When Jesus addressed the Pharisees He didn’t hold back. He publicly called them a “brood of vipers,” preached during His Sermon on the Mount that they were by implication going to hell, and warned their “constituents” to “watch out” and “beware” of their teachings. In the modern church I’ve heard many people champion Jesus’ opposition to these hypocrites by saying things like, “The Pharisees were evil for setting up laws. Everyone knows Christianity isn’t about rules, it’s about love!” Just two hours ago Pastor Rick Warren of Saddleback Church tweeted, “It drives Pharisees nuts to watch God keep blessing ministries they ridicule & despise. God’s sovereignty is often humorous.” What drives me nuts is never knowing who exactly the “Pharisees” are? The modern church has made war with “Pharisees” throwing the term against anyone who smacks of having a “standard.” It’s like playing the race card. If you’re called a “pharisee” everything else you say is discounted. Are there really Pharisees walking around today offering sacrifices and “straining at gnats?” Obviously not – so who are evangelicals talking about when they use the term “pharisee?” They’re referring to “legalists.” They’re talking about those pesky individuals who abide by standards not found in the Bible (or at least not found by them). Without a doubt, at times this characterization is accurate.
I grew up in a church which use to be on the legalistic side. I remember people who thought alcohol itself was sinful, and that playing cards were of the devil. A number of local pastors believed drums shouldn’t be implemented in worship because they evoked sinful passions. Hollywood represented everything evil, and was to be avoided at all costs (but of course, television was fine). Men must wear suits on Sunday mornings, and women must wear dresses (and they better show up on Wednesday night too!). Some of these people are still around, and still advocating their viewpoints, but let’s ask the question, are any of their convictions really “Pharisaical” in and of themselves? In order to find out, we need to look at Christ’s “definition” of a pharisee. In Matthew 23, which everyone should probably take a look at before continuing, Jesus stated:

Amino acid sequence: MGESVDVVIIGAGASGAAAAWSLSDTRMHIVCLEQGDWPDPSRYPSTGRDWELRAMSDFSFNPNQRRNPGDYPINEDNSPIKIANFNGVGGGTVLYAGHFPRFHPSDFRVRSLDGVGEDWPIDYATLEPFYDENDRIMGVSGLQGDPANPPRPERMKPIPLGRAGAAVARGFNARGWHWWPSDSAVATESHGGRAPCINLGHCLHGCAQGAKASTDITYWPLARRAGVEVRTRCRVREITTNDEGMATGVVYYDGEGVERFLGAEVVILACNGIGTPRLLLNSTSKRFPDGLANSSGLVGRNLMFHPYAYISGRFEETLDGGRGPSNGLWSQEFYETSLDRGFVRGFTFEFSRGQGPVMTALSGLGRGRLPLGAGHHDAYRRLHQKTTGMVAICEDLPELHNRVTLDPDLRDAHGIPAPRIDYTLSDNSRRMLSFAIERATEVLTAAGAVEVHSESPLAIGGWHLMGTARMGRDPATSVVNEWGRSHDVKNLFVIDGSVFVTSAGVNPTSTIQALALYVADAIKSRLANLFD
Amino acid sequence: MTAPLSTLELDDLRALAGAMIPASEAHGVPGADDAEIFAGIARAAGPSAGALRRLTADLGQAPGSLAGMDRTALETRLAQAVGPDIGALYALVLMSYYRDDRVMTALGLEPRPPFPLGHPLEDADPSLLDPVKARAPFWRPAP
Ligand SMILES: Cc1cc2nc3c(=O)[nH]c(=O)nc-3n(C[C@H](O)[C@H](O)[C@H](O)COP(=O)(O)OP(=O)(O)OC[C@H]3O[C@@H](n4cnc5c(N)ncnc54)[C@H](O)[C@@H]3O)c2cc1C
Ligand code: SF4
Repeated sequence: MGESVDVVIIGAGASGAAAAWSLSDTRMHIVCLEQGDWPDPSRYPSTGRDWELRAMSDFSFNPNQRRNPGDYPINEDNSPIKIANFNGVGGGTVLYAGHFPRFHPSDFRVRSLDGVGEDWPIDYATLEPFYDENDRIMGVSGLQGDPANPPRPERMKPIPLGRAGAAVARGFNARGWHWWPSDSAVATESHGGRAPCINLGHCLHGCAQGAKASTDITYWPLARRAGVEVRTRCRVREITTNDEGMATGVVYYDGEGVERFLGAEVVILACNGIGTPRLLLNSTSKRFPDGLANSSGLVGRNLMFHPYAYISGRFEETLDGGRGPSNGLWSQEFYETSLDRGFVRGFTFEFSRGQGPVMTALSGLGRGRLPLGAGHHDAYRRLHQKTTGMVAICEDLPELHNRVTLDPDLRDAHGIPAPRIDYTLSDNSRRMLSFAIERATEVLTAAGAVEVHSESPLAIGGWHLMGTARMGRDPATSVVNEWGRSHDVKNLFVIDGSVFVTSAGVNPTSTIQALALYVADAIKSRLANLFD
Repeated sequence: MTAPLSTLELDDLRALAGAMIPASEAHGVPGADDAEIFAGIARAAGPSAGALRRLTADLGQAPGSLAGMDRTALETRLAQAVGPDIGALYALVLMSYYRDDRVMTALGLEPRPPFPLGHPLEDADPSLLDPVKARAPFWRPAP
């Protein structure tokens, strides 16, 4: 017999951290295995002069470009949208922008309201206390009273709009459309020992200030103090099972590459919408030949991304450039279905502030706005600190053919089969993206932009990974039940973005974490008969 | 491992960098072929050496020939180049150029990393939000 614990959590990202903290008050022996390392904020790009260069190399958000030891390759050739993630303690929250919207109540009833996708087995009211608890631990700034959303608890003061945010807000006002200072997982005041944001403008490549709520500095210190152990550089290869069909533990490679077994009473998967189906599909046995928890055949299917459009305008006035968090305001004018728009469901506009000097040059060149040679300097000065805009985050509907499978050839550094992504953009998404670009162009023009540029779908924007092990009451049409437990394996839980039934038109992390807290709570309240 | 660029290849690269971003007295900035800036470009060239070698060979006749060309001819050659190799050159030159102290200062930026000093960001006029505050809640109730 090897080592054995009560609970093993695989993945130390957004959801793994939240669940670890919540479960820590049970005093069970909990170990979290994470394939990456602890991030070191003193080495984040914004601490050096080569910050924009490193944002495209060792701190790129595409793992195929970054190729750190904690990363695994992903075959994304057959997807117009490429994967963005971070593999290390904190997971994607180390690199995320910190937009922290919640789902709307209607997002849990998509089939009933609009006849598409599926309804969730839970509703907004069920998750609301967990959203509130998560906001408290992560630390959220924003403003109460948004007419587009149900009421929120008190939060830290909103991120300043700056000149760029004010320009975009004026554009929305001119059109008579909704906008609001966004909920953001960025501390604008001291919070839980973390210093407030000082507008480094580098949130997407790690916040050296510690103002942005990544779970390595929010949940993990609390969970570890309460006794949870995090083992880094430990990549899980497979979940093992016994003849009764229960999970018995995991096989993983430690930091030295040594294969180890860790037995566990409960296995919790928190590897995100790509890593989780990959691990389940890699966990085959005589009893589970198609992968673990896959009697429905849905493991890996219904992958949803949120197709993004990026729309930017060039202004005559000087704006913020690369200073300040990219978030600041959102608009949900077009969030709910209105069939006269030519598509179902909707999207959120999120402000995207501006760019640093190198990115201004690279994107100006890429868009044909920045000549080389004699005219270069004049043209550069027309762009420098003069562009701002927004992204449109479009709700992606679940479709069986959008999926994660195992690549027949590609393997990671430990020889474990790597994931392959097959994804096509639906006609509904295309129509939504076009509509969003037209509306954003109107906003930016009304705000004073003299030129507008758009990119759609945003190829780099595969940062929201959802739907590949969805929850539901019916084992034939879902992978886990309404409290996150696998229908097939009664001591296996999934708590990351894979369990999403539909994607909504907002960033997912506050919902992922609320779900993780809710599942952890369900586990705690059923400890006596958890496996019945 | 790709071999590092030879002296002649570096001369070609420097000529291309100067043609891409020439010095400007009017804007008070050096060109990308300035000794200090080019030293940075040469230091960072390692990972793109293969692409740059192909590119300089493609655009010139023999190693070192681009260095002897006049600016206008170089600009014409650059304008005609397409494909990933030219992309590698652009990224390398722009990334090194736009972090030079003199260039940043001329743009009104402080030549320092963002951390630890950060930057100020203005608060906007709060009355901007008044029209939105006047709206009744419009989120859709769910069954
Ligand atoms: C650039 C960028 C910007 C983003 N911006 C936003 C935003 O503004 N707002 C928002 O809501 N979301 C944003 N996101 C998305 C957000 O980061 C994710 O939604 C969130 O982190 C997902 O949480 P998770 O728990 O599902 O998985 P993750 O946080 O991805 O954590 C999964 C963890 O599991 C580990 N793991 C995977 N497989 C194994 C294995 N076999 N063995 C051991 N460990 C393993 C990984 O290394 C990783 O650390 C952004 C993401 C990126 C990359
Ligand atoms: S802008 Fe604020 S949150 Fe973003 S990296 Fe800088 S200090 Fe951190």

The guy wearing the Converse is now the new Pharisee. The guy who believes that there is nothing wrong with drinking alcohol is now the new Pharisee. The guy with tattoos is the new Pharisee. The guy who uses buzz words like authentic, real, and community is now the new Pharisee. The guy who says he has an audience of One, is full of it and is the new Pharisee.
Why? Because the root of legalism is pride. Legalism doesn’t mean that you abide by rules. On the contrary, God has given us a list of rules summed up in the golden rule. Indeed, even “extra-Biblical” rules are perfectly acceptable so long as others aren’t held to artificial standards (i.e. the meat sacrificed to idols). However, we can’t gain merit and by implication salvation by keeping such rules. This is why the Pharisees were “blind guides” to the blind. They thought they were good enough that through their efforts to keep the law they could somehow gain salvation. As Paul said, “Then what becomes of our boasting? It is excluded. By what kind of law? By a law of works? No, but by the law of faith. For we hold that one is justified by faith apart from works of the law. “
It is human nature to look for a license to sin. Young Christians who use the legalism of their parents and grandparents as a justification by which they can have “freedom in Christ” to sin, don’t realize they have in essence become the very thing they’ve criticized creating for themselves a standard apart from God’s word and then calling it “God’s word.” There’s only one solution legalists both young and old and its humility. Let’s not “break the commandment of God” for the sake of tradition. Let’s instead uphold God’s laws, judging righteously from his standard, realizing that we will never be perfect – whether we dumb down God’s standard, or attempt to perfect it. We will always be sinful this side of heaven, and it’s through His grace that we can even follow some of His commands.
So the next time you or someone you know starts calling someone a pharisee, think to yourself, what constitutes a pharisee? Someone who merely keeps commandments (Jesus preached, “If you love me you will keep my commandments.”) or someone who does it for the wrong reasons? Oppose genuine pharisees just like our Saviour did, but remember to examine yourself first.